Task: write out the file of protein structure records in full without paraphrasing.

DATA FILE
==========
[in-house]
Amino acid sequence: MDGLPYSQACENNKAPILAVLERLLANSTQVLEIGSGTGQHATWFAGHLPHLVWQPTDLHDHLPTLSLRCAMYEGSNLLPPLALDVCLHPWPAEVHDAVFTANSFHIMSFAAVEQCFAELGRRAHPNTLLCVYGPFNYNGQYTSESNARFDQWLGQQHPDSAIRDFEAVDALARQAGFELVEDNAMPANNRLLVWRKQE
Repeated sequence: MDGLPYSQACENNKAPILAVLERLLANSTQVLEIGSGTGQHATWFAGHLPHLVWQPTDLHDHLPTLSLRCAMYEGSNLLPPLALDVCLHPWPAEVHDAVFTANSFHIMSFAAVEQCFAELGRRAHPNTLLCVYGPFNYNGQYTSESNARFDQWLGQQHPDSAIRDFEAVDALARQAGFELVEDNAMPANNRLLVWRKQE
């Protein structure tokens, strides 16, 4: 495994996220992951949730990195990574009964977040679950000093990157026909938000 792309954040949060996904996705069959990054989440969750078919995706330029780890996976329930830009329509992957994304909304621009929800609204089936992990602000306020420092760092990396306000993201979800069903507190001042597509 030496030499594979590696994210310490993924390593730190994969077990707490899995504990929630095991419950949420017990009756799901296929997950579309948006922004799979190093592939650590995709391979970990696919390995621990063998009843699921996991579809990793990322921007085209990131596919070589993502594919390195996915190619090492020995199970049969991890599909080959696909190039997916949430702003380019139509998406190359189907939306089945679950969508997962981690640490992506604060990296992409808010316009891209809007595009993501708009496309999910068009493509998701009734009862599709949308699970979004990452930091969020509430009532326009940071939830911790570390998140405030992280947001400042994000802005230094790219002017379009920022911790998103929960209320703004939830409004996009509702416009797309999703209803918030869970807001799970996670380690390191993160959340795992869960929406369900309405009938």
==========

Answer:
[in-house]
Amino acid sequence: MDGLPYSQACENNKAPILAVLERLLANSTQVLEIGSGTGQHATWFAGHLPHLVWQPTDLHDHLPTLSLRCAMYEGSNLLPPLALDVCLHPWPAEVHDAVFTANSFHIMSFAAVEQCFAELGRRAHPNTLLCVYGPFNYNGQYTSESNARFDQWLGQQHPDSAIRDFEAVDALARQAGFELVEDNAMPANNRLLVWRKQE
Repeated sequence: MDGLPYSQACENNKAPILAVLERLLANSTQVLEIGSGTGQHATWFAGHLPHLVWQPTDLHDHLPTLSLRCAMYEGSNLLPPLALDVCLHPWPAEVHDAVFTANSFHIMSFAAVEQCFAELGRRAHPNTLLCVYGPFNYNGQYTSESNARFDQWLGQQHPDSAIRDFEAVDALARQAGFELVEDNAMPANNRLLVWRKQE
């Protein structure tokens, strides 16, 4: 495994996220992951949730990195990574009964977040679950000093990157026909938000 792309954040949060996904996705069959990054989440969750078919995706330029780890996976329930830009329509992957994304909304621009929800609204089936992990602000306020420092760092990396306000993201979800069903507190001042597509 030496030499594979590696994210310490993924390593730190994969077990707490899995504990929630095991419950949420017990009756799901296929997950579309948006922004799979190093592939650590995709391979970990696919390995621990063998009843699921996991579809990793990322921007085209990131596919070589993502594919390195996915190619090492020995199970049969991890599909080959696909190039997916949430702003380019139509998406190359189907939306089945679950969508997962981690640490992506604060990296992409808010316009891209809007595009993501708009496309999910068009493509998701009734009862599709949308699970979004990452930091969020509430009532326009940071939830911790570390998140405030992280947001400042994000802005230094790219002017379009920022911790998103929960209320703004939830409004996009509702416009797309999703209803918030869970807001799970996670380690390191993160959340795992869960929406369900309405009938």